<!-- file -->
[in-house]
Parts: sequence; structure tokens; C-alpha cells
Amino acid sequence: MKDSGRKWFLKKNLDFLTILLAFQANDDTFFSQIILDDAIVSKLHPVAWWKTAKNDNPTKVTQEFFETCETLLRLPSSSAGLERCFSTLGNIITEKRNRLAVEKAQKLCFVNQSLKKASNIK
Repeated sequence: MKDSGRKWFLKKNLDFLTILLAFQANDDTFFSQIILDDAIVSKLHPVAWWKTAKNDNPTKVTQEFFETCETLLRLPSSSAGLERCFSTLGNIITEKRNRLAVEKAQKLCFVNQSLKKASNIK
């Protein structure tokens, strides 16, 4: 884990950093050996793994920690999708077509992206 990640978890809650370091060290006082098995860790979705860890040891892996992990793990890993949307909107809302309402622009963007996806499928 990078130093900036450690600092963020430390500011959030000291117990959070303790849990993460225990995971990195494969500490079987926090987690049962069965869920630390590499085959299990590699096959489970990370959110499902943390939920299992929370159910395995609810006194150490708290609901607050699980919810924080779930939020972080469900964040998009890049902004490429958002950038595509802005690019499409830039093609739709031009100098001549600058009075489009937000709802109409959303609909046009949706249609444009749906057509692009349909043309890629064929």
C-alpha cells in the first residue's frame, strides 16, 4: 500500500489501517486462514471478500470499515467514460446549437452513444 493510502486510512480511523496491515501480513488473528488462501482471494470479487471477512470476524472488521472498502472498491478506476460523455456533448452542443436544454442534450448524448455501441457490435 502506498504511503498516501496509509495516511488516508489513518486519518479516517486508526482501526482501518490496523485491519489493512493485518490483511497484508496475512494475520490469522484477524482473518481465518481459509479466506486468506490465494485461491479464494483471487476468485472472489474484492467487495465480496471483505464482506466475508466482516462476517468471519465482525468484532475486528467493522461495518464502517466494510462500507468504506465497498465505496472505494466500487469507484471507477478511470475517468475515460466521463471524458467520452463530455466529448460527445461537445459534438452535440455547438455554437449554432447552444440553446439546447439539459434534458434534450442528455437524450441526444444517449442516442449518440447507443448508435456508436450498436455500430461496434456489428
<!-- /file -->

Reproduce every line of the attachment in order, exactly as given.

[in-house]
Parts: sequence; structure tokens; C-alpha cells
Amino acid sequence: MKDSGRKWFLKKNLDFLTILLAFQANDDTFFSQIILDDAIVSKLHPVAWWKTAKNDNPTKVTQEFFETCETLLRLPSSSAGLERCFSTLGNIITEKRNRLAVEKAQKLCFVNQSLKKASNIK
Repeated sequence: MKDSGRKWFLKKNLDFLTILLAFQANDDTFFSQIILDDAIVSKLHPVAWWKTAKNDNPTKVTQEFFETCETLLRLPSSSAGLERCFSTLGNIITEKRNRLAVEKAQKLCFVNQSLKKASNIK
């Protein structure tokens, strides 16, 4: 884990950093050996793994920690999708077509992206 990640978890809650370091060290006082098995860790979705860890040891892996992990793990890993949307909107809302309402622009963007996806499928 990078130093900036450690600092963020430390500011959030000291117990959070303790849990993460225990995971990195494969500490079987926090987690049962069965869920630390590499085959299990590699096959489970990370959110499902943390939920299992929370159910395995609810006194150490708290609901607050699980919810924080779930939020972080469900964040998009890049902004490429958002950038595509802005690019499409830039093609739709031009100098001549600058009075489009937000709802109409959303609909046009949706249609444009749906057509692009349909043309890629064929």
C-alpha cells in the first residue's frame, strides 16, 4: 500500500489501517486462514471478500470499515467514460446549437452513444 493510502486510512480511523496491515501480513488473528488462501482471494470479487471477512470476524472488521472498502472498491478506476460523455456533448452542443436544454442534450448524448455501441457490435 502506498504511503498516501496509509495516511488516508489513518486519518479516517486508526482501526482501518490496523485491519489493512493485518490483511497484508496475512494475520490469522484477524482473518481465518481459509479466506486468506490465494485461491479464494483471487476468485472472489474484492467487495465480496471483505464482506466475508466482516462476517468471519465482525468484532475486528467493522461495518464502517466494510462500507468504506465497498465505496472505494466500487469507484471507477478511470475517468475515460466521463471524458467520452463530455466529448460527445461537445459534438452535440455547438455554437449554432447552444440553446439546447439539459434534458434534450442528455437524450441526444444517449442516442449518440447507443448508435456508436450498436455500430461496434456489428